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As a complete novice I need some advice for growing vegetables from seed in the Bangkok area. Which vegetables need shade while growing and if so which part of their growing life do they need shade?

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That's a very difficult question to answer as it varies from area and time of year. If I am growing from seed, I prefer to start all under shade net and transplant when stronger. Especially April to July, you will find many seeds germinate and then die because they can't cope with the direct hot sun.

Rule of thumb, the bigger the seed (or deeper you plant it), the better it will cope with the sun. Most beans, peas, sweetcorn, pumpkin and other squashes etc will not need shading. These can even be used to shade other plants.

I find that brassicas and tomatoes grow best in shade for their whole growing period.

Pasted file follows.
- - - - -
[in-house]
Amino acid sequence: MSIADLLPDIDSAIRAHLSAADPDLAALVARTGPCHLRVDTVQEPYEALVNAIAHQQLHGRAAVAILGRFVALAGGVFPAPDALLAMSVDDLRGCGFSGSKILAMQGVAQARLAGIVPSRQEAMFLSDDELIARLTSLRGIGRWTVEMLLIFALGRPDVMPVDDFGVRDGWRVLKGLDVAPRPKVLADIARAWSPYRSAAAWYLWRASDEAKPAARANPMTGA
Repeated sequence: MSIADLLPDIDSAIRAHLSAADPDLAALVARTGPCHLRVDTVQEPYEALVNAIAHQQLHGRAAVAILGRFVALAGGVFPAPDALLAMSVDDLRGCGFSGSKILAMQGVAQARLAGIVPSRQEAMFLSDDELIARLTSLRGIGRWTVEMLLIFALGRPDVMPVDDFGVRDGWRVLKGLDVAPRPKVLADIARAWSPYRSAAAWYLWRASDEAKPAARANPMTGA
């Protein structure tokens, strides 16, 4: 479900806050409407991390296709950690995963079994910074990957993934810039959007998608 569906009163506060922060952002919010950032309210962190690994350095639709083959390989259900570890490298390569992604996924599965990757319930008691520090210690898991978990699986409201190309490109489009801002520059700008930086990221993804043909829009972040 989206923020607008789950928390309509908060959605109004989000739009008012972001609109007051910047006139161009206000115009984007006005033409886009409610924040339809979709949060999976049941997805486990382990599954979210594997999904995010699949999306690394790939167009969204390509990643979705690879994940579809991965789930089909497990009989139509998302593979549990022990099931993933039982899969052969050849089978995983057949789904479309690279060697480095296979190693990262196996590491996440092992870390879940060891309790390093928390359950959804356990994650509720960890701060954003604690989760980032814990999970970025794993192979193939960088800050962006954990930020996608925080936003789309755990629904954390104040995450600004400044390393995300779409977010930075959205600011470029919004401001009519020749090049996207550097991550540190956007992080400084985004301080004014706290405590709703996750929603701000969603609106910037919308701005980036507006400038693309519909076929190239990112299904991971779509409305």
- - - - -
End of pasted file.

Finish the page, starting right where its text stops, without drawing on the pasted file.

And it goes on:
Root crops, - sweet potato, chinese and other radish cope well with full sun, but I'm not so sure about carrots.

see also

http://www.thaivisa.com/forum/Plants-Enjoy...de-t238482.html

Edited by loong
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That's a very difficult question to answer as it varies from area and time of year. If I am growing from seed, I prefer to start all under shade net and transplant when stronger. Especially April to July, you will find many seeds germinate and then die because they can't cope with the direct hot sun.

Rule of thumb, the bigger the seed (or deeper you plant it), the better it will cope with the sun. Most beans, peas, sweetcorn, pumpkin and other squashes etc will not need shading. These can even be used to shade other plants.

I find that brassicas and tomatoes grow best in shade for their whole growing period.

Root crops, - sweet potato, chinese and other radish cope well with full sun, but I'm not so sure about carrots.

see also

http://www.thaivisa.com/forum/Plants-Enjoy...de-t238482.html

Thanks Loong

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You're welcome Danny.

You will only know what works well from experience. I've lived in the North and now in the North-East and things are so much different because of the slightly different climate.

Experiment, enjoy the success's and learn from your mistakes. Don't forget to share with the people here, we are always interested in what you have to add.

Nature is a wonderful thing and full of surprises............Enjoy.

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Hi Danny